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BtVS:PG-13 "But you don't really care for music, do you?" - September FOTM

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  • BtVS:PG-13 "But you don't really care for music, do you?" - September FOTM

    Author's Note: I haven't read the Season 8 comics, so although some of this takes place after Season 7, it goes its own way.

    But you don't really care for music, do you?
    by Rosamund

    Kit thought about teeth. She thought about Dawn's small white teeth and how her tongue flashed between them when she laughed. She thought about the man she had seen at dusk in the graveyard, and how his teeth had glinted in his alien face. She pressed her thumb between her own teeth, and bit, hard, relishing the blunt pressure.

    Dawn didn't come to Kit's house very often anymore. Kit sat in her bright attic bedroom and watched the sunlight slanting through the skylight and making patters on the opposite wall and floor. She thought about the time they had laughed so hard they'd fallen off her bed and ended up in a tangle of limbs, quivering with giggles.

    "It's fine," Dawn had said. "It's just you don't know what stress is until you're trying to save the world."

    Kit slid across the floorboards, that time, the last time Dawn was in her room, and sat beside her, so their skin was turned golden from the skylight, and they were both held in the square of warm light.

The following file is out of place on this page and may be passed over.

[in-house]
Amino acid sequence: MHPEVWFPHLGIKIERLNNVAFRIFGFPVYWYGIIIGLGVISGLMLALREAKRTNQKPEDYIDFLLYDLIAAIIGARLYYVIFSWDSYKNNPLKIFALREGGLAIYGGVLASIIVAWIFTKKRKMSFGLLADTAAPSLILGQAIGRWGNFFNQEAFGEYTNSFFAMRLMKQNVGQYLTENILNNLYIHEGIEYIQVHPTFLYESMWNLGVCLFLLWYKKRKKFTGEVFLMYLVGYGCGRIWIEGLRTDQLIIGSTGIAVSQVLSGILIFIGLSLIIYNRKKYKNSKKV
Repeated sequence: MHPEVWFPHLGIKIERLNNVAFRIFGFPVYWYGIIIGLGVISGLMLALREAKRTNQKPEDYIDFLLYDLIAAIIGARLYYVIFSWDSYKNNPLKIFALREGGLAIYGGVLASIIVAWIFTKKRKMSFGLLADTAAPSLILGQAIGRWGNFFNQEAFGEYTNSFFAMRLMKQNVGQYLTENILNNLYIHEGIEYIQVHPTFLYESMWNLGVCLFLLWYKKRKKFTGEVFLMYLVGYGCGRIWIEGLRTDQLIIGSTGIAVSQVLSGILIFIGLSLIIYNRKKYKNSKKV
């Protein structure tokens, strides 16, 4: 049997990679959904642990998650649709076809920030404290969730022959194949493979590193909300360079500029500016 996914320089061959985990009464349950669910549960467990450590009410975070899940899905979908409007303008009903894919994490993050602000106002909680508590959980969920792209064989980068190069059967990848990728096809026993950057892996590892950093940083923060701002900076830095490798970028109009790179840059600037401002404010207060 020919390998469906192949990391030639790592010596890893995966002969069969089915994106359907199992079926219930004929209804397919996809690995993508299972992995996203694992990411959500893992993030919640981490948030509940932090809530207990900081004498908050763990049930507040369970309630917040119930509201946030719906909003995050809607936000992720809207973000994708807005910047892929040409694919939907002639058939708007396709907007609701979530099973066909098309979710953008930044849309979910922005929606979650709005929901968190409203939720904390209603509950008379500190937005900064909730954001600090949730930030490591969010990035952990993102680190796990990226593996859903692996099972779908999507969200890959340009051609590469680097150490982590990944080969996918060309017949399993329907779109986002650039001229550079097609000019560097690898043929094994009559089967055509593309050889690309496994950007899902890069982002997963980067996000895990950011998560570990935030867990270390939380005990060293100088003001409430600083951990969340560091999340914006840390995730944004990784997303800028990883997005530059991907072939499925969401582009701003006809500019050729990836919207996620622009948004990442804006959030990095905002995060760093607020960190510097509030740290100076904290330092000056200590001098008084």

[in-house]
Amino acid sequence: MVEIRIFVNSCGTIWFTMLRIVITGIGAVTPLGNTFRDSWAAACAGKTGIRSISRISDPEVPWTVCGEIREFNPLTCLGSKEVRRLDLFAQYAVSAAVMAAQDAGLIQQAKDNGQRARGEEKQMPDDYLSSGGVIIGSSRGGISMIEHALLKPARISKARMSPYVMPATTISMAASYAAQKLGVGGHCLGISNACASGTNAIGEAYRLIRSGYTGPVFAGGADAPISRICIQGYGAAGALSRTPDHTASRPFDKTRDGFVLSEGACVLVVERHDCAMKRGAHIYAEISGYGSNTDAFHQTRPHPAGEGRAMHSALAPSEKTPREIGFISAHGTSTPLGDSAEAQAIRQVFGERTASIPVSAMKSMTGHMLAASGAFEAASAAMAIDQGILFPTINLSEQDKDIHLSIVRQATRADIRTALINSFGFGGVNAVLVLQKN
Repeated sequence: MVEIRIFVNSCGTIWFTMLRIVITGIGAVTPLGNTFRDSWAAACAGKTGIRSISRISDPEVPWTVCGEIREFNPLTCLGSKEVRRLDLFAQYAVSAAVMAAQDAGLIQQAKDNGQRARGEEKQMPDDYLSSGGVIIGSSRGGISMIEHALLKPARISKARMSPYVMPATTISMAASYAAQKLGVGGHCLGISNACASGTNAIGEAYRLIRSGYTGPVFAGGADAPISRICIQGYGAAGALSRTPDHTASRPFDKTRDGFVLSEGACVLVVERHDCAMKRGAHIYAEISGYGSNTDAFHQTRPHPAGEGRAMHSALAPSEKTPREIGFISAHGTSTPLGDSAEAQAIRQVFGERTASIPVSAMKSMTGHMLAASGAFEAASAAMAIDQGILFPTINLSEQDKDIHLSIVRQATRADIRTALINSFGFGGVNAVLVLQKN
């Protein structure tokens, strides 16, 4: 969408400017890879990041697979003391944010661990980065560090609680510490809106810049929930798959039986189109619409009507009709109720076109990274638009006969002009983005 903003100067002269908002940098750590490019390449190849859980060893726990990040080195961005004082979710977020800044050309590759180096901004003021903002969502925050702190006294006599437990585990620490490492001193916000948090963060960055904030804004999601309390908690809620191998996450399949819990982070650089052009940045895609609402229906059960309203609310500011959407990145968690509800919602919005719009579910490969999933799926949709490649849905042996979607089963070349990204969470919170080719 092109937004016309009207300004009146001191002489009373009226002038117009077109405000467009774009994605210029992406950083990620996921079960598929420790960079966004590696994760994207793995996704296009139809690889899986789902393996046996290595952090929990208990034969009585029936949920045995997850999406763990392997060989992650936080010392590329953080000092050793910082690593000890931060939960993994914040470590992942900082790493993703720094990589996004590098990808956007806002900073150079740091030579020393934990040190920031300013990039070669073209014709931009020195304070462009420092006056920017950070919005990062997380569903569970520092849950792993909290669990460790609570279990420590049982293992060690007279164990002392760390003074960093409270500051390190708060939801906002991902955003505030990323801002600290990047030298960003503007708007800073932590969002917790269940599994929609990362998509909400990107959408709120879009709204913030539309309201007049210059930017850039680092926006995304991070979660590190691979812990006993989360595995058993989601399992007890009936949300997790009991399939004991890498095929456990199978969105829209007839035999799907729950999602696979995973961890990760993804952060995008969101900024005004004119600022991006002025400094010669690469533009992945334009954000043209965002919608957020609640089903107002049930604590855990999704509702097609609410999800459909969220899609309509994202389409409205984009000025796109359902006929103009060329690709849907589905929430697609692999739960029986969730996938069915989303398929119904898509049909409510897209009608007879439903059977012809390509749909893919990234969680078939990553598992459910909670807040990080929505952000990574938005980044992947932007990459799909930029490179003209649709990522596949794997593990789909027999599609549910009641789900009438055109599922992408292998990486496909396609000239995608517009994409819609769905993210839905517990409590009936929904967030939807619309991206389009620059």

"You're trying to save the world?" Kit said. "From, like, climate change?"

    Dawn laughed once, hoarsely. "Nothing like that," she said.

    Kit broke the slim sliver of space between them by talking Dawn's small wrist between her warm fingers. "What then?"

    Dawn glance first at the hand, and then at Kit. "You know what families are like," she said. "They put all kinds of pressure on you."

    Kit noticed how close their heads were. She could see Dawn's freckles trying to poke through her thin layer of dusty foundation. Dawn's eyes met hers, although their gaze was tremulous. It would be so easy, Kit thought, to bridge this space, too.

    Dawn's lips felt dry against hers, and very warm. Kit rubbed her thumb, once, across the soft skin on Dawn's wrist. Then the cool air was against her mouth once more, and Dawn was standing up.

    "Kit, I'm sorry," she said. "I'm really sorry."

    "Dawn--" Kit began. Dawn was in the shade now, turning towards the door.

    "I'll see you tomorrow, okay?" Dawn said. "I've got to go home. I'm late!"

    Kit sat in the sunlight, looking at the shadows.


    Dawn thought about pieces of sunlight shattering.

    She thought about cracks running through the people she knew -- Clem, Kit, her English teacher: people being covered in fine seams, like the lines on a cracked cup, like the cracks in the earth that outlined everything before the world broke into pieces.